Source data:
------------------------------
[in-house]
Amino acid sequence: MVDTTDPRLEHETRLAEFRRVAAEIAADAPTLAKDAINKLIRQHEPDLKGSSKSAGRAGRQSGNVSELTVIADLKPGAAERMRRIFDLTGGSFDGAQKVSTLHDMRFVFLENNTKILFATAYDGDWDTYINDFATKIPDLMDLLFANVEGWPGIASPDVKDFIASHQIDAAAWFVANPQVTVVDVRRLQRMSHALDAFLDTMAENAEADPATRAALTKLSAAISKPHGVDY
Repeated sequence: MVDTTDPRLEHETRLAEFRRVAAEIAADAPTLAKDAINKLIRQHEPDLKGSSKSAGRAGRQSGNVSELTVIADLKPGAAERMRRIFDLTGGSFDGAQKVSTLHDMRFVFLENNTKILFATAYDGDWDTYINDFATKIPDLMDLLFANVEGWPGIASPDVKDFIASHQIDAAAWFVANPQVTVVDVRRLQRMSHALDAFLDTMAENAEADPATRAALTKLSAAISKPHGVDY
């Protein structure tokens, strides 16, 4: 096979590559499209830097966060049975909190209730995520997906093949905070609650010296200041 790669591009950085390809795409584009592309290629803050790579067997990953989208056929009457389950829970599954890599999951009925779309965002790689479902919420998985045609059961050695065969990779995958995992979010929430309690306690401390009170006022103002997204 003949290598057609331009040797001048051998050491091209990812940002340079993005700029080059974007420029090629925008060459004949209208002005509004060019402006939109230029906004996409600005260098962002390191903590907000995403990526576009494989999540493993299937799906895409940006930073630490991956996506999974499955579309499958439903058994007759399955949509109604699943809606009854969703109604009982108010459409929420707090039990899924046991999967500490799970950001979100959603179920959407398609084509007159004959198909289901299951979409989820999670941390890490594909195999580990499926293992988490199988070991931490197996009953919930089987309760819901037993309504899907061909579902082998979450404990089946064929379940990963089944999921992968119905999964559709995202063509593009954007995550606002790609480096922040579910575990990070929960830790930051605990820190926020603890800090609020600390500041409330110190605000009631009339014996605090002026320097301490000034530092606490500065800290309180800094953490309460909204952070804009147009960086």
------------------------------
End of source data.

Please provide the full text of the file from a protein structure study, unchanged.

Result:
[in-house]
Amino acid sequence: MVDTTDPRLEHETRLAEFRRVAAEIAADAPTLAKDAINKLIRQHEPDLKGSSKSAGRAGRQSGNVSELTVIADLKPGAAERMRRIFDLTGGSFDGAQKVSTLHDMRFVFLENNTKILFATAYDGDWDTYINDFATKIPDLMDLLFANVEGWPGIASPDVKDFIASHQIDAAAWFVANPQVTVVDVRRLQRMSHALDAFLDTMAENAEADPATRAALTKLSAAISKPHGVDY
Repeated sequence: MVDTTDPRLEHETRLAEFRRVAAEIAADAPTLAKDAINKLIRQHEPDLKGSSKSAGRAGRQSGNVSELTVIADLKPGAAERMRRIFDLTGGSFDGAQKVSTLHDMRFVFLENNTKILFATAYDGDWDTYINDFATKIPDLMDLLFANVEGWPGIASPDVKDFIASHQIDAAAWFVANPQVTVVDVRRLQRMSHALDAFLDTMAENAEADPATRAALTKLSAAISKPHGVDY
């Protein structure tokens, strides 16, 4: 096979590559499209830097966060049975909190209730995520997906093949905070609650010296200041 790669591009950085390809795409584009592309290629803050790579067997990953989208056929009457389950829970599954890599999951009925779309965002790689479902919420998985045609059961050695065969990779995958995992979010929430309690306690401390009170006022103002997204 003949290598057609331009040797001048051998050491091209990812940002340079993005700029080059974007420029090629925008060459004949209208002005509004060019402006939109230029906004996409600005260098962002390191903590907000995403990526576009494989999540493993299937799906895409940006930073630490991956996506999974499955579309499958439903058994007759399955949509109604699943809606009854969703109604009982108010459409929420707090039990899924046991999967500490799970950001979100959603179920959407398609084509007159004959198909289901299951979409989820999670941390890490594909195999580990499926293992988490199988070991931490197996009953919930089987309760819901037993309504899907061909579902082998979450404990089946064929379940990963089944999921992968119905999964559709995202063509593009954007995550606002790609480096922040579910575990990070929960830790930051605990820190926020603890800090609020600390500041409330110190605000009631009339014996605090002026320097301490000034530092606490500065800290309180800094953490309460909204952070804009147009960086």